Can Invitation Homes charge him $3,600 for breaking the lease?

Invitation Homes wants Kevin Shaw to pay $3,600 for breaking the lease on his apartment, even though it told him he could do it. Now, a year and a half later, it’s sending his case to a collection agency. Can this late bill be fixed? Read more “Can Invitation Homes charge him $3,600 for breaking the lease?”

Read this before you file a chargeback on a delayed flight

When Milton Dortch and his wife planned their trip from Atlanta to New York in December 2015, Dortch booked their flights on Delta Air Lines. They used his American Express SkyMiles credit card. On their day of travel, a series of violent thunderstorms caused delays in the southeastern U.S., and Dortch arrived at his destination 10 hours late.

What Dortch did next will surprise you.

Read more “Read this before you file a chargeback on a delayed flight”

This senior created her problem and is determined to fix it herself

Faye Borowsky allowed her son-in-law to prepay for a rental car on her credit card. Then she forgot about it.

When she got her credit card bill, she made a critical mistake that has caused her months of anguish.

She asked us to help her help herself, and you would be surprised to find out how she got herself out of this bind.

“When the charge came on my bill I disputed the charge because I forgot all about it,” she told us. “Once I realized the charge was correct — being a senior, I completely forgot — I reversed the disputed charge and paid my bill.”

That’s when the trouble started — a collection agency began to harass her son-in-law for payment. Borowsky sent in paperwork proving she had paid the charge on her credit card bill. But that wasn’t enough to thwart the collectors.

Frustrated with the collection agency’s relentless pursuit of money she already had paid, she turned to our advocates — surprisingly, not for help with advocating her case, but for contact information for Budget Car Rental (which is owned by Avis) so she could advocate for herself.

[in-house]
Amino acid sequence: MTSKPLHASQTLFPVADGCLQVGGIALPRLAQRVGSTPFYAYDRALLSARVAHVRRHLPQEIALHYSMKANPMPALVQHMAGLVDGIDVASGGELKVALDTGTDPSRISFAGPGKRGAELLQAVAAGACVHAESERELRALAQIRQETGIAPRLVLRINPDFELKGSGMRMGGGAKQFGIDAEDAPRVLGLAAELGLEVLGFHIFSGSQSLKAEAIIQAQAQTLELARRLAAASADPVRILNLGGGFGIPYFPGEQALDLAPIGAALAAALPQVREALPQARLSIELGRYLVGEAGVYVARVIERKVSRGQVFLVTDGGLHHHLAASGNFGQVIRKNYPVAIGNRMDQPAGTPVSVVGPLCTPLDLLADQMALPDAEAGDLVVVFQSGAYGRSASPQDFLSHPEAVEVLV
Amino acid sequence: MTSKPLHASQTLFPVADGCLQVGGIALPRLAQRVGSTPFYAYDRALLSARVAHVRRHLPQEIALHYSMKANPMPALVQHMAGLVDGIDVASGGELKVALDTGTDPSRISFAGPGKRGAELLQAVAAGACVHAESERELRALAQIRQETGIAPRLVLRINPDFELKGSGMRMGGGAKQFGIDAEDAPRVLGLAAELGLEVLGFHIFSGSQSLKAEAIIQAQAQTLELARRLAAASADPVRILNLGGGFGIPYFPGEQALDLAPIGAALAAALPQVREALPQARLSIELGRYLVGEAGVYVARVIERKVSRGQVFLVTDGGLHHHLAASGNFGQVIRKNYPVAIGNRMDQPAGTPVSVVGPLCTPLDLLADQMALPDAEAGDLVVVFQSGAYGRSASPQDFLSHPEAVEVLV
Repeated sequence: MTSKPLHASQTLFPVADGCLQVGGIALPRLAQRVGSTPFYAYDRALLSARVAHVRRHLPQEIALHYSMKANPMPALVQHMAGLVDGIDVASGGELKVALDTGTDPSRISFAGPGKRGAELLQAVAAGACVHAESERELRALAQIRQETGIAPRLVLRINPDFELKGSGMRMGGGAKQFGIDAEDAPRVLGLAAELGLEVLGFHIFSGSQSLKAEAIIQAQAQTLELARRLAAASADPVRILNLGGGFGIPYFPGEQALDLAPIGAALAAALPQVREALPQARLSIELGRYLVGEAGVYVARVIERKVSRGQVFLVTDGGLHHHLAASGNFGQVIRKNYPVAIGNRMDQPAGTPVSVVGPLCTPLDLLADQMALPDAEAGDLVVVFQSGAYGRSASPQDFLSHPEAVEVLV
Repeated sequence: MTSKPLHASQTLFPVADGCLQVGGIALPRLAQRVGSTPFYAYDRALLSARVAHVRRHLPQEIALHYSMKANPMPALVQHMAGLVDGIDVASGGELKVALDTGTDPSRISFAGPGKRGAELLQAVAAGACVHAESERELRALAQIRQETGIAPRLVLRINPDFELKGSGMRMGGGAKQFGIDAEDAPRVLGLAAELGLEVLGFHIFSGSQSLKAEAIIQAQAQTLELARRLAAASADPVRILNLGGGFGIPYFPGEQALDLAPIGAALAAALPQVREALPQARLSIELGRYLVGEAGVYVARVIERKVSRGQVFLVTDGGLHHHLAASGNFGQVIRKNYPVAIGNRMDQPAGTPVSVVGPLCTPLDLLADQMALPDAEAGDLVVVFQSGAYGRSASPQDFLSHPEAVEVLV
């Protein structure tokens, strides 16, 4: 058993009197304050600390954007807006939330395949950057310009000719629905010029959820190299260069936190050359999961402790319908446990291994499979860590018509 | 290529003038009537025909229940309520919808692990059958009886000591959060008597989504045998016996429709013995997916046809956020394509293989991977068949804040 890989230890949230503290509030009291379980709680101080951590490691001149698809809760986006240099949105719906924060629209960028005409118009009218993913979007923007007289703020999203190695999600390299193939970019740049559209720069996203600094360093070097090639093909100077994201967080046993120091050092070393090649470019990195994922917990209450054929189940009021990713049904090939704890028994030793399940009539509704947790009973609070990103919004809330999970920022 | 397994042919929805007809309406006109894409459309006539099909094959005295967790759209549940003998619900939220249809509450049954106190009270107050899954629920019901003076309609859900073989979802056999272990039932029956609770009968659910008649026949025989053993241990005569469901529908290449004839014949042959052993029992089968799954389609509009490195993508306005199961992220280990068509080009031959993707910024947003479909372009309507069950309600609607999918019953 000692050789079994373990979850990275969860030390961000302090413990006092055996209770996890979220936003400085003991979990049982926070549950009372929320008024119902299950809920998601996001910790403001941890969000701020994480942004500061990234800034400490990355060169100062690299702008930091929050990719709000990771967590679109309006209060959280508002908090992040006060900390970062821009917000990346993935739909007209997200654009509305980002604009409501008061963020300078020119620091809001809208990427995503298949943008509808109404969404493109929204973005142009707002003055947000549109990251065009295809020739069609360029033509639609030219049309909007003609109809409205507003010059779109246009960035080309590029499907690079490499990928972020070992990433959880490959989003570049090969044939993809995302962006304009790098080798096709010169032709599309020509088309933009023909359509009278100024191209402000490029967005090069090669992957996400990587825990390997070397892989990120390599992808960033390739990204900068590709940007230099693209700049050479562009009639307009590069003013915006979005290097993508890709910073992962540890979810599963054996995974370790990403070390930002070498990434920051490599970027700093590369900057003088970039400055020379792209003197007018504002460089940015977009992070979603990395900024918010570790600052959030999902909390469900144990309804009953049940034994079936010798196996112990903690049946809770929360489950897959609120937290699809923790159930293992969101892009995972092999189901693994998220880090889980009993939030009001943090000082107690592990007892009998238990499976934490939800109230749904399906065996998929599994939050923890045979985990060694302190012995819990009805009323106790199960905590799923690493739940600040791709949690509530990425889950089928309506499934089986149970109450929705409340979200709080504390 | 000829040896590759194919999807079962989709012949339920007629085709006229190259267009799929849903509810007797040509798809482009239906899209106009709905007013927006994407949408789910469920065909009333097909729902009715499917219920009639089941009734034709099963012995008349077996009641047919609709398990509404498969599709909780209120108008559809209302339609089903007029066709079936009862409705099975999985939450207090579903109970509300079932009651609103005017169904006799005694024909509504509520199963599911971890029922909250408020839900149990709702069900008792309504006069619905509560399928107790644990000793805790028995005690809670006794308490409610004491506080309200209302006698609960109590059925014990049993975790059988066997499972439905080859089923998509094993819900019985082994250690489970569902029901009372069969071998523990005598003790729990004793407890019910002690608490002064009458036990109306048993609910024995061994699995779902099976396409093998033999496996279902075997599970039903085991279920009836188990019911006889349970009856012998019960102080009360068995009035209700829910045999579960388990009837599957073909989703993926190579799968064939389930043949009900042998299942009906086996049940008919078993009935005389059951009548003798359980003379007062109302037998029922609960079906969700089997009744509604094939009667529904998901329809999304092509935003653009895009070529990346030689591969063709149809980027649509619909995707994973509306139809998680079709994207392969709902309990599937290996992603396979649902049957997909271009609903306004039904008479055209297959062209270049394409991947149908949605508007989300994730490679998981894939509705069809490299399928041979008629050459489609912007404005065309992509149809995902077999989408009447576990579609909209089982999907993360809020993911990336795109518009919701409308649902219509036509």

Once our advocate relayed the information to Borowsky, she got to work by contacting representatives at Avis/Budget. Unfortunately, she ran into a brick wall.

“I’ve been in contact with a nice woman who keeps telling me that I need to get a reversal from CitiBank,” Borowsky said. “I have provided two letters from CitiBank noting the reversal and stating that the funds are in their bank. In desperation I once again called CitiBank and was told I have two letters about the reversal, the funds are in their bank and [Budget] should know how to collect it. This is just one big circle.”

Borowsky received a note from the Budget representative that they were close to resolving the issue once they got the money from their bank. “I believe the last note I wrote to them (which was a little pushy) made them look into it more closely,” Borowsky said.

Borowsky’s note read:

Hi, if possible I need to have a conversation with your [credit department]. We have sent you two letters from CitiBank stating that this has been reversed and the money is sitting in your bank. I spoke with CitiBank this afternoon (because I am so frustrated) to ask once again about “reversal”. It’s been done. I don’t understand how your collections department can’t get the money. That just seems silly. I cannot be the only person to ever dispute a charge and then reverse and pay it. I’d like someone to explain why this is so complicated. I believe the ball is in the collections department’s court.

Fortunately, either the last note did the trick, or Budget was able to confirm that they received the funds. Regardless, Borowsky was notified that Budget received their payment from CitiBank, and the rental company notified the collection agency to discontinue pursuit of the funds.

The important takeaway from this is that credit card chargebacks should be used only as a last resort and only if you are certain that you didn’t make the charge. In this case, Borowsky complicated matters by charging back the funds, creating a firestorm of funds pursuit and reversal.

Regardless, we are pleased that Borowsky was able to advocate for herself.

My Aeroméxico ticket was wrong, and I don’t want to pay the change fee

Gail Creath didn’t confirm her Aeroméxico ticket was booked for the correct date, and the flight left without her. Although the airline was willing to reinstate her ticket for a fee, she didn’t like that option — we don’t recommend what she did next. Read more “My Aeroméxico ticket was wrong, and I don’t want to pay the change fee”

American Express freaks out about unpaid $32 bill

Mike Boyar discovers an unpaid $32 bill on his American Express card more than a year after he cancels his account. By then, a collection agency is involved and creates chaos. Is there a way to undo the damage? Read more “American Express freaks out about unpaid $32 bill”